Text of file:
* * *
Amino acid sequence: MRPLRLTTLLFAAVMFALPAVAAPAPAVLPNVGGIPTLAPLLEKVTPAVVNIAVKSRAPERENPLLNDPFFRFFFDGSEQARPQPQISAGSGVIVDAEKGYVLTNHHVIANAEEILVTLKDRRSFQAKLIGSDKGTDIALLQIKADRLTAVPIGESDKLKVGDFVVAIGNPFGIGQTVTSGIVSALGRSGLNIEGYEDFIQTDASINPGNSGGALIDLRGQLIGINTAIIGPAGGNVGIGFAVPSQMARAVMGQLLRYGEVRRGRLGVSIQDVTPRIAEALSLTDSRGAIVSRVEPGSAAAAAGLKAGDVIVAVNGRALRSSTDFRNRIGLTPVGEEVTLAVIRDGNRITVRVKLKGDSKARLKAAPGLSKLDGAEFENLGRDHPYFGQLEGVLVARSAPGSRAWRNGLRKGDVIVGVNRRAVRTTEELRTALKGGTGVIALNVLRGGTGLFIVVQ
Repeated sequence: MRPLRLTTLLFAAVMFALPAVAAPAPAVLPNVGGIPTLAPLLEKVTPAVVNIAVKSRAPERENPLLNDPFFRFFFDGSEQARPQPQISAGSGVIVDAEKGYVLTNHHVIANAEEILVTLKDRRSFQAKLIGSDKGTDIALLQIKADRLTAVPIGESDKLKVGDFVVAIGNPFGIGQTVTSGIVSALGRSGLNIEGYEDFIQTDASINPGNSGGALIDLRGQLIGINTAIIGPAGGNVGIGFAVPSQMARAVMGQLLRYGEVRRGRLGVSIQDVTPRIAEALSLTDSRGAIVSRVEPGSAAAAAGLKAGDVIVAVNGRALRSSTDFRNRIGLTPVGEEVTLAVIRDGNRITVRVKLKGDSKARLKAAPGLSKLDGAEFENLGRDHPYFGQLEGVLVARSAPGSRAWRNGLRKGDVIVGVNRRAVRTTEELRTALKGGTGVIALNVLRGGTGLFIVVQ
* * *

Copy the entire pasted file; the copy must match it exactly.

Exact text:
Amino acid sequence: MRPLRLTTLLFAAVMFALPAVAAPAPAVLPNVGGIPTLAPLLEKVTPAVVNIAVKSRAPERENPLLNDPFFRFFFDGSEQARPQPQISAGSGVIVDAEKGYVLTNHHVIANAEEILVTLKDRRSFQAKLIGSDKGTDIALLQIKADRLTAVPIGESDKLKVGDFVVAIGNPFGIGQTVTSGIVSALGRSGLNIEGYEDFIQTDASINPGNSGGALIDLRGQLIGINTAIIGPAGGNVGIGFAVPSQMARAVMGQLLRYGEVRRGRLGVSIQDVTPRIAEALSLTDSRGAIVSRVEPGSAAAAAGLKAGDVIVAVNGRALRSSTDFRNRIGLTPVGEEVTLAVIRDGNRITVRVKLKGDSKARLKAAPGLSKLDGAEFENLGRDHPYFGQLEGVLVARSAPGSRAWRNGLRKGDVIVGVNRRAVRTTEELRTALKGGTGVIALNVLRGGTGLFIVVQ
Repeated sequence: MRPLRLTTLLFAAVMFALPAVAAPAPAVLPNVGGIPTLAPLLEKVTPAVVNIAVKSRAPERENPLLNDPFFRFFFDGSEQARPQPQISAGSGVIVDAEKGYVLTNHHVIANAEEILVTLKDRRSFQAKLIGSDKGTDIALLQIKADRLTAVPIGESDKLKVGDFVVAIGNPFGIGQTVTSGIVSALGRSGLNIEGYEDFIQTDASINPGNSGGALIDLRGQLIGINTAIIGPAGGNVGIGFAVPSQMARAVMGQLLRYGEVRRGRLGVSIQDVTPRIAEALSLTDSRGAIVSRVEPGSAAAAAGLKAGDVIVAVNGRALRSSTDFRNRIGLTPVGEEVTLAVIRDGNRITVRVKLKGDSKARLKAAPGLSKLDGAEFENLGRDHPYFGQLEGVLVARSAPGSRAWRNGLRKGDVIVGVNRRAVRTTEELRTALKGGTGVIALNVLRGGTGLFIVVQ